The Roar
The Roar


We've moved past the Commonwealth Games - it’s time to grow our own

(Photo by Alex Davidson/Getty Images)
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19th July, 2023

The Commonwealth Games have for a long time been Australia’s biggest gloating festival. An event where Australia can demonstrate its sporting dominance over both the minorities and the majorities, where we demonstrate just how elite our budgets are as we aim to top the podium over all other nations.

The Victorian government have come to realise the Commonwealth Games to be an overpriced stage to demonstrate our brilliance. To demonstrate just how far South Africa has to go before it is to be held in the same sporting breath as Australia, no matter how good their cricket or rugby teams may be performing.

To show how demonstrably reliant England is on its Team GB partners to outshine Australia in the Olympics and that without the plucky jocks and taffs, Team GB are just a bunch of whinging Poms, and to demonstrate how globally dominant Australians are on the sporting track… when the yanks aren’t competing of course.

Or the Chinese for that matter… or the Japanese, or the Russians… or maybe, we don’t know because we can’t see their flag. But India, New Zealand, Samoa and St Kitts and Nevis (or whatever you are called), we’ve always got you covered!

Australian athletes walk arouns during the Opening Ceremony for the Gold Coast 2018 Commonwealth Games at Carrara Stadium on April 4, 2018 on the Gold Coast, Australia. (Photo by Michael Dodge/Getty Images)

(Photo by Michael Dodge/Getty Images)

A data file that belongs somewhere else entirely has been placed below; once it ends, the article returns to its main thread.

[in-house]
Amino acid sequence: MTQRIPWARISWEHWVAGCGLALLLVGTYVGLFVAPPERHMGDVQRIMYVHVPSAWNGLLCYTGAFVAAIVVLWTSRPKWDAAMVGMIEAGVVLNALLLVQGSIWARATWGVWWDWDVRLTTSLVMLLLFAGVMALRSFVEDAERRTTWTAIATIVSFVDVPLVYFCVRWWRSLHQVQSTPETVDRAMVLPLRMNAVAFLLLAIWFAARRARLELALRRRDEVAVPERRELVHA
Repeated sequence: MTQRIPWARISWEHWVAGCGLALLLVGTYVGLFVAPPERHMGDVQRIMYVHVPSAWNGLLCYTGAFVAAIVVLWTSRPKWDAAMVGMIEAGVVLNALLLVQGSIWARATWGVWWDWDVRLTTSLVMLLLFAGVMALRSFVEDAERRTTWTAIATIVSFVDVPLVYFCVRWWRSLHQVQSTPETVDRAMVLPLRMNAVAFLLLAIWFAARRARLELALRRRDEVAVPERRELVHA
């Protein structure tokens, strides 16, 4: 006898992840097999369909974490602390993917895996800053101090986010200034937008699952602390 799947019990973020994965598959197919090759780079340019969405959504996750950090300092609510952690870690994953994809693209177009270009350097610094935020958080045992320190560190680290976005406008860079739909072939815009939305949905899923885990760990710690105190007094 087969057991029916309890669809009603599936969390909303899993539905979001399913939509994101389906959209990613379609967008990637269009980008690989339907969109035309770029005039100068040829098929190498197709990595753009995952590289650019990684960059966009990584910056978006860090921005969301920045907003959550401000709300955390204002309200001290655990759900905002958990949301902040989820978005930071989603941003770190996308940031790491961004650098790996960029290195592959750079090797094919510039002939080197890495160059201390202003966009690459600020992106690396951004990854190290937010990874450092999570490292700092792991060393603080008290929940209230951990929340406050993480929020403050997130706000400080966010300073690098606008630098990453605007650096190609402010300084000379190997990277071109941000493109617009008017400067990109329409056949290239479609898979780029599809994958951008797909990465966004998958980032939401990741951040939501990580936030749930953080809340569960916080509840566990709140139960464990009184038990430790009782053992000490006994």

For now, it is time for Australia to free itself of its colonial history and sporting atrocities. It is time to reinvent a multi sports event which is relevant for a modern Australia and competitive for the athletes taking part. It is time we just made all the gold medals ours. It’s time for the Australian Games, which will swiftly be referred to in the public as its affectionate name, the ‘Oi Oi Oi’s’.

Held in the Australian summer before the Olympic Games, the Oi Oi Oi’s will act as qualifier events for all our hopefuls, where not only Olympic qualification is on the line, but each state will set out to determine how far they are behind Western Australia when it comes to elite sports performance.

Different cities will bid to host the Oi Oi Oi’s and state governments will be held accountable for their elite sports budgets, facilities and programmes, as they are put all on show for all of Australia to admire or despise.


I am not going to lie. Tassie, you have a huge task ahead of you to be relevant. Think of yourselves like the Kiwis do in the Olympics. In no way a chance of anything but a plucky few gold, but so much better than the micro nations of Monaco and Andorra that are the ACT and NT.

I am calling it as the event which will redefine our still young nation, releasing us from the convict shackles our colonial elders use to restrain our brilliance and help all Australians realise just what can be achieved when we are not tied the Commonwealth and their pitiful games!